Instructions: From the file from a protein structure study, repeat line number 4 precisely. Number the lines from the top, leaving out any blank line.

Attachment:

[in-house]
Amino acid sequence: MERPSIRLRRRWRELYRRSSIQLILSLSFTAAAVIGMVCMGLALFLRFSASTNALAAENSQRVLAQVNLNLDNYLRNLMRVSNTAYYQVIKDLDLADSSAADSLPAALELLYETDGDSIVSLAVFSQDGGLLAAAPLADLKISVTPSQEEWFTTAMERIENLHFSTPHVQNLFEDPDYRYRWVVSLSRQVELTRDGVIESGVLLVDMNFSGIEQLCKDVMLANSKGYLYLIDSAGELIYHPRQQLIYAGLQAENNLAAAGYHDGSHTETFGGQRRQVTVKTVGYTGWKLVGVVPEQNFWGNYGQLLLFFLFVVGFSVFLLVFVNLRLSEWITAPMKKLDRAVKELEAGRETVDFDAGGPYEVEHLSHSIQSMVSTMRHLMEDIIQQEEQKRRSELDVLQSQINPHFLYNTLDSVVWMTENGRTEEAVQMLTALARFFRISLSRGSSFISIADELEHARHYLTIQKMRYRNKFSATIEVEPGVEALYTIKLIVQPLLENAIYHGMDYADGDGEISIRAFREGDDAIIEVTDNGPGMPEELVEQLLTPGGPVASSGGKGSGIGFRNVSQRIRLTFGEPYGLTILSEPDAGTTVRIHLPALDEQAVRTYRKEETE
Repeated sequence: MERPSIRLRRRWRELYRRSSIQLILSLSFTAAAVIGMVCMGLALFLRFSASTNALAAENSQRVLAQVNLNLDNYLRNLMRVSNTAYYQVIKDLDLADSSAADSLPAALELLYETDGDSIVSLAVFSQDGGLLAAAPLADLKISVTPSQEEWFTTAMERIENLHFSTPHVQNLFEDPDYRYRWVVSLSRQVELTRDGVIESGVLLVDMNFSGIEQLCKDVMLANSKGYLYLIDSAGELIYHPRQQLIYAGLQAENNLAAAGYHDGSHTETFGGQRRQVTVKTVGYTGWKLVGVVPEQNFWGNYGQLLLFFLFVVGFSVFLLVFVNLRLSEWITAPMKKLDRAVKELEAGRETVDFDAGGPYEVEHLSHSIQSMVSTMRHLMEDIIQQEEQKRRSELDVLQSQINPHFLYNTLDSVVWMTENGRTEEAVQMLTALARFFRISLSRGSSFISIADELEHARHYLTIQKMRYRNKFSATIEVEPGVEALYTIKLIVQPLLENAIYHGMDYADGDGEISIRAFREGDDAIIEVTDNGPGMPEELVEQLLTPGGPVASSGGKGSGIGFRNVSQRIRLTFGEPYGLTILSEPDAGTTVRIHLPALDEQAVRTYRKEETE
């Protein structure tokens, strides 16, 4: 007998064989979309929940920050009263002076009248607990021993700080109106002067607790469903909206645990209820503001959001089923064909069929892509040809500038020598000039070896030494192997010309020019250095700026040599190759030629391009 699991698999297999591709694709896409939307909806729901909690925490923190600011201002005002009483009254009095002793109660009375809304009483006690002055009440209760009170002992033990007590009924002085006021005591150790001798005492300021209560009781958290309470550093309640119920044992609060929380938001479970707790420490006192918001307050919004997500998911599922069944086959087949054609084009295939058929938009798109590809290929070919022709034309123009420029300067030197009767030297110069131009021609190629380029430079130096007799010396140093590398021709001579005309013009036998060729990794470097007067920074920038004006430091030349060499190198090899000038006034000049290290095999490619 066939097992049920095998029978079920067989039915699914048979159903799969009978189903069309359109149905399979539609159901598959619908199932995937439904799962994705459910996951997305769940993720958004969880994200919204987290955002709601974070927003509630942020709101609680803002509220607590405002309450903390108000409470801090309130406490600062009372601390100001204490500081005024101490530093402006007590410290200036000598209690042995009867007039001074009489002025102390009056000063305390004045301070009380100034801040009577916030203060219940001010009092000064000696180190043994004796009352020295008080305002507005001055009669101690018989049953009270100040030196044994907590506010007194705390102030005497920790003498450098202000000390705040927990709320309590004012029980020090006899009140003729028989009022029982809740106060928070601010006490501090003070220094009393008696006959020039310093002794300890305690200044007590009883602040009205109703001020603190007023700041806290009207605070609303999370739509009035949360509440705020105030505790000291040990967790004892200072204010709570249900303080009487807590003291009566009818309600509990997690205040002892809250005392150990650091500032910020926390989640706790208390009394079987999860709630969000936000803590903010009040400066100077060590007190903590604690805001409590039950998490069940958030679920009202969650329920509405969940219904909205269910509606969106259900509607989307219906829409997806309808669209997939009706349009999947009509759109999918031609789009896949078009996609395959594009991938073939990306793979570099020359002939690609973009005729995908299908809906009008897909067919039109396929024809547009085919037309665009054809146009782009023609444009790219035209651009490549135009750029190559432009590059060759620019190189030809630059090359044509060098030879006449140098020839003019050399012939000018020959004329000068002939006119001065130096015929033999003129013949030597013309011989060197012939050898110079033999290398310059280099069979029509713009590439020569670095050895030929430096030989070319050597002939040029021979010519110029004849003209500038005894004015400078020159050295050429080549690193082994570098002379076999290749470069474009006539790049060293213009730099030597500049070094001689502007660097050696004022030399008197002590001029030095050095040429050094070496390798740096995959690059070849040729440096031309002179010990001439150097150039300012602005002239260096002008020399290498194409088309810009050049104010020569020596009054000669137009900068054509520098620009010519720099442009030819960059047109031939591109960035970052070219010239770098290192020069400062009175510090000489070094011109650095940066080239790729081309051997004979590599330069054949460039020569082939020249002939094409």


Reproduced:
């Protein structure tokens, strides 16, 4: 007998064989979309929940920050009263002076009248607990021993700080109106002067607790469903909206645990209820503001959001089923064909069929892509040809500038020598000039070896030494192997010309020019250095700026040599190759030629391009 699991698999297999591709694709896409939307909806729901909690925490923190600011201002005002009483009254009095002793109660009375809304009483006690002055009440209760009170002992033990007590009924002085006021005591150790001798005492300021209560009781958290309470550093309640119920044992609060929380938001479970707790420490006192918001307050919004997500998911599922069944086959087949054609084009295939058929938009798109590809290929070919022709034309123009420029300067030197009767030297110069131009021609190629380029430079130096007799010396140093590398021709001579005309013009036998060729990794470097007067920074920038004006430091030349060499190198090899000038006034000049290290095999490619 066939097992049920095998029978079920067989039915699914048979159903799969009978189903069309359109149905399979539609159901598959619908199932995937439904799962994705459910996951997305769940993720958004969880994200919204987290955002709601974070927003509630942020709101609680803002509220607590405002309450903390108000409470801090309130406490600062009372601390100001204490500081005024101490530093402006007590410290200036000598209690042995009867007039001074009489002025102390009056000063305390004045301070009380100034801040009577916030203060219940001010009092000064000696180190043994004796009352020295008080305002507005001055009669101690018989049953009270100040030196044994907590506010007194705390102030005497920790003498450098202000000390705040927990709320309590004012029980020090006899009140003729028989009022029982809740106060928070601010006490501090003070220094009393008696006959020039310093002794300890305690200044007590009883602040009205109703001020603190007023700041806290009207605070609303999370739509009035949360509440705020105030505790000291040990967790004892200072204010709570249900303080009487807590003291009566009818309600509990997690205040002892809250005392150990650091500032910020926390989640706790208390009394079987999860709630969000936000803590903010009040400066100077060590007190903590604690805001409590039950998490069940958030679920009202969650329920509405969940219904909205269910509606969106259900509607989307219906829409997806309808669209997939009706349009999947009509759109999918031609789009896949078009996609395959594009991938073939990306793979570099020359002939690609973009005729995908299908809906009008897909067919039109396929024809547009085919037309665009054809146009782009023609444009790219035209651009490549135009750029190559432009590059060759620019190189030809630059090359044509060098030879006449140098020839003019050399012939000018020959004329000068002939006119001065130096015929033999003129013949030597013309011989060197012939050898110079033999290398310059280099069979029509713009590439020569670095050895030929430096030989070319050597002939040029021979010519110029004849003209500038005894004015400078020159050295050429080549690193082994570098002379076999290749470069474009006539790049060293213009730099030597500049070094001689502007660097050696004022030399008197002590001029030095050095040429050094070496390798740096995959690059070849040729440096031309002179010990001439150097150039300012602005002239260096002008020399290498194409088309810009050049104010020569020596009054000669137009900068054509520098620009010519720099442009030819960059047109031939591109960035970052070219010239770098290192020069400062009175510090000489070094011109650095940066080239790729081309051997004979590599330069054949460039020569082939020249002939094409």